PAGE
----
Philippe Grandjean, MD, PhD, Adjunct Professor
Marian Perez, MPH, Project Coordinator
Department of Environmental Health, Harvard School of Public Health, Boston, MA, USA
This brief report has been developed as an appendix to the article, “Developmental Neurotoxicity of Industrial Chemicals – A Silent Pandemic,” by Philippe Grandjean and Philip Landrigan, published in the November 8 online edition of The Lancet. An expanded search for neurotoxic chemicals revealed that 278 additional chemicals are considered to be neurotoxic by the (U.S.) National Institute of Occupational Safety and Health. Even with this addition, the true number of chemicals that have caused damage to the human nervous system is likely much greater.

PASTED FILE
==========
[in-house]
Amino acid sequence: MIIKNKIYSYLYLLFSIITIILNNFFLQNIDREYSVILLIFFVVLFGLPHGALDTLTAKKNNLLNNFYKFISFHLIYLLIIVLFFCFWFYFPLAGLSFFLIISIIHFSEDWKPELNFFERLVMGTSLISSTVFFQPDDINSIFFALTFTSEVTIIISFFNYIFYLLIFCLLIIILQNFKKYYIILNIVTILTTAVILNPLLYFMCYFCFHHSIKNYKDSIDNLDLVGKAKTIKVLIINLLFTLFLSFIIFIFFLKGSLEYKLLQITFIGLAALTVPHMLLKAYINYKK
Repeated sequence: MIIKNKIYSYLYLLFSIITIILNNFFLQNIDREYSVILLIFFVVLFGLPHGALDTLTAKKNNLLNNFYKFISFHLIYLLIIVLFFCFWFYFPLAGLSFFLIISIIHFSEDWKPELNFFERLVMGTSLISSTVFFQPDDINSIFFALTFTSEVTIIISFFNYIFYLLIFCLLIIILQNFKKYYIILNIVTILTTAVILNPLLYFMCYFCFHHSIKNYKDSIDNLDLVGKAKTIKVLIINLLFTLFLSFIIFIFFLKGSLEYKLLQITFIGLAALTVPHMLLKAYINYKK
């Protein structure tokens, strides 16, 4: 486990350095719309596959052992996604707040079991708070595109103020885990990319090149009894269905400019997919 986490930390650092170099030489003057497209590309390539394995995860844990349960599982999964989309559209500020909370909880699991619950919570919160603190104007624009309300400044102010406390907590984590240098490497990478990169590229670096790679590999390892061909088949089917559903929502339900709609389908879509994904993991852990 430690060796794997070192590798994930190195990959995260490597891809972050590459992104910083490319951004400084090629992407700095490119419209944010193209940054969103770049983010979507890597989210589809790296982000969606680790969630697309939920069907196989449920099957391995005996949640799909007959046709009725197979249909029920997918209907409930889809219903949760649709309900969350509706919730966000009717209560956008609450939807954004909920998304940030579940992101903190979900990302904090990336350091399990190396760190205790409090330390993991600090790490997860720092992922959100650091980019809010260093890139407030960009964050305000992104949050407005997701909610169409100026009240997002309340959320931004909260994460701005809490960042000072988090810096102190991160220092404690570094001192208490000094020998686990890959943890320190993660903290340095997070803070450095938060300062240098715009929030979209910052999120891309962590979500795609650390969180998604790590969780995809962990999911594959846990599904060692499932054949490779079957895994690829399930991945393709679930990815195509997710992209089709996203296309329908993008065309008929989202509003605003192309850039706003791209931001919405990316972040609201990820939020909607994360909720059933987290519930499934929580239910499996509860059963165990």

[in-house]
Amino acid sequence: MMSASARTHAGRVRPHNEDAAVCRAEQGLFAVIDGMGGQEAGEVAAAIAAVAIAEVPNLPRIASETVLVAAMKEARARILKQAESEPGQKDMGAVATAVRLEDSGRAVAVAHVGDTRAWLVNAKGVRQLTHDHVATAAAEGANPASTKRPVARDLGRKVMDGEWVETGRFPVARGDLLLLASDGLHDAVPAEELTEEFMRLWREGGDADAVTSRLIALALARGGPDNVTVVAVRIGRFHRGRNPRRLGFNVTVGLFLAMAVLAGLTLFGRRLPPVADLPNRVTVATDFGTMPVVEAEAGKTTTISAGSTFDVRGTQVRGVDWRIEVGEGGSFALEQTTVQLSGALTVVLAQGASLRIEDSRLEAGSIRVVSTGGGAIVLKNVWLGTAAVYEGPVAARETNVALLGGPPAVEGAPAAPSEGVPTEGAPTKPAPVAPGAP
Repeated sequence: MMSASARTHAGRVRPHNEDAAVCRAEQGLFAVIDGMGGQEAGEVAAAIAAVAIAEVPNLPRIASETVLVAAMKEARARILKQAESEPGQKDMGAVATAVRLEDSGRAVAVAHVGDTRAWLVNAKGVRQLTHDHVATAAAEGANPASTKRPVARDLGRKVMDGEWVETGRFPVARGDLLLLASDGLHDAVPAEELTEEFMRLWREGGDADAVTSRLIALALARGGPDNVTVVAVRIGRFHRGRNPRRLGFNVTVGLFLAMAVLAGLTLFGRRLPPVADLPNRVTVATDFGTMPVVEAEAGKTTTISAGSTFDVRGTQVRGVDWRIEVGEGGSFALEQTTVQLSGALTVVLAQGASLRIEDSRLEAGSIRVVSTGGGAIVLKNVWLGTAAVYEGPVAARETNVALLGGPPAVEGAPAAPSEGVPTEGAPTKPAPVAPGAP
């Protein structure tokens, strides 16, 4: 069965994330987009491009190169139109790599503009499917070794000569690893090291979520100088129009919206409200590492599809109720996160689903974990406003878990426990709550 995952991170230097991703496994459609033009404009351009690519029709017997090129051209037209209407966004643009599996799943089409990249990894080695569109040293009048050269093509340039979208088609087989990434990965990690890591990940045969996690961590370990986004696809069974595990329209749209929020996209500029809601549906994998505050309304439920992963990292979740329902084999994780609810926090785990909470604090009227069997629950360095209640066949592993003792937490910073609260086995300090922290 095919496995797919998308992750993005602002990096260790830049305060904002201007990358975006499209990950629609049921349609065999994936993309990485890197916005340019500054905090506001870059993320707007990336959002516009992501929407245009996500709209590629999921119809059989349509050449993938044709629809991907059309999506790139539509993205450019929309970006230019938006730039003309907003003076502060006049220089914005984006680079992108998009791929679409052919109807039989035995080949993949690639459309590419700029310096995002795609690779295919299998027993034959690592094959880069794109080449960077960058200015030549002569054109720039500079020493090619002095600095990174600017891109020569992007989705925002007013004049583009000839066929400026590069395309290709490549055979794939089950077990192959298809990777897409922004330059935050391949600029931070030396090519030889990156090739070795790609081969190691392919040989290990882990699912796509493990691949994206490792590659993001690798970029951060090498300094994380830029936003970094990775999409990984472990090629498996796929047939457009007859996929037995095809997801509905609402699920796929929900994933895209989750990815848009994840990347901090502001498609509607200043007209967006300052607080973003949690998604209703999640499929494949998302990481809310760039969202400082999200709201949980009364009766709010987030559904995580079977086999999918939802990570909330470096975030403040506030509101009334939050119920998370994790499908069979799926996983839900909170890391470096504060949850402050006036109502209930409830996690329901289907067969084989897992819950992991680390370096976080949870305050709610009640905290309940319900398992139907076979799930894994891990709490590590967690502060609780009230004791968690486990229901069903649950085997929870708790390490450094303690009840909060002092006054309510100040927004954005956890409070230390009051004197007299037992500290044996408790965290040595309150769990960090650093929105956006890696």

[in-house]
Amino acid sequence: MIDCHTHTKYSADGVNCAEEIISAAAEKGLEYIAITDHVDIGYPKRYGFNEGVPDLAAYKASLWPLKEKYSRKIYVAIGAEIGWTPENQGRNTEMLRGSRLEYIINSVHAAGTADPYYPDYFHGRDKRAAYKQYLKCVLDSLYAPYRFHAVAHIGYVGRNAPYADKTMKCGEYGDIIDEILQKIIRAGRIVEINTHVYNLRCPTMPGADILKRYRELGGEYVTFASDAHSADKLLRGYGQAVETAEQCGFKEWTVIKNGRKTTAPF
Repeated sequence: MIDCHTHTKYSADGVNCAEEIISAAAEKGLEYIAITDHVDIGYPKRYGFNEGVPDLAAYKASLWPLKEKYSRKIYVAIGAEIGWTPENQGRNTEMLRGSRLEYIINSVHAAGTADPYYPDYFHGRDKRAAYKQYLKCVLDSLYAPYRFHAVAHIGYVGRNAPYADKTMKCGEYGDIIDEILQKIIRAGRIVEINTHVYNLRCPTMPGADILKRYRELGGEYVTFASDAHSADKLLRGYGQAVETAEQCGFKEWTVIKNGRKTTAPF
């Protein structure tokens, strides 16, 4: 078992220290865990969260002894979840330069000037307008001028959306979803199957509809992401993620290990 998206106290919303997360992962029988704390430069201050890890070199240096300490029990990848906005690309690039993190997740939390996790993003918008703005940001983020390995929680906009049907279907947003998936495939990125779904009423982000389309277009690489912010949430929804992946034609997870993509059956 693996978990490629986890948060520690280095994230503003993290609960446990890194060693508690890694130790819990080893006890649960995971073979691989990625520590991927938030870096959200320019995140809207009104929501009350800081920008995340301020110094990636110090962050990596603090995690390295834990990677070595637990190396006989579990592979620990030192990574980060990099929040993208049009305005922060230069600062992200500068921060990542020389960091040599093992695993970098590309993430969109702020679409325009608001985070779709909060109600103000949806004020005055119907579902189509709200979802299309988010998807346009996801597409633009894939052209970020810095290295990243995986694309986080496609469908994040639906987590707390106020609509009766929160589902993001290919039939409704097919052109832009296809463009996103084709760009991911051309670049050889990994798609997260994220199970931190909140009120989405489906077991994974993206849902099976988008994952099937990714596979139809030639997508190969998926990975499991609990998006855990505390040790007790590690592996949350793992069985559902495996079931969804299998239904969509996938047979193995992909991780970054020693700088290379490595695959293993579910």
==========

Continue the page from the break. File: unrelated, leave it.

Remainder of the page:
Most of the 201 neurotoxic chemicals listed in The Lancet article are commonly used. About half of them are considered high-volume production chemicals. Twenty-one are on the top-50 list of compounds from chemical waste and nearly half are priority substances in regard to releases to the environment. Methodological approaches to screening for neurotoxicity have improved only slowly, but new techniques include tests based on cell lines and brain tissue cultures. The risks to brain development caused by neurotoxic chemicals deserve national and international attention, and an action plan needs to be developed.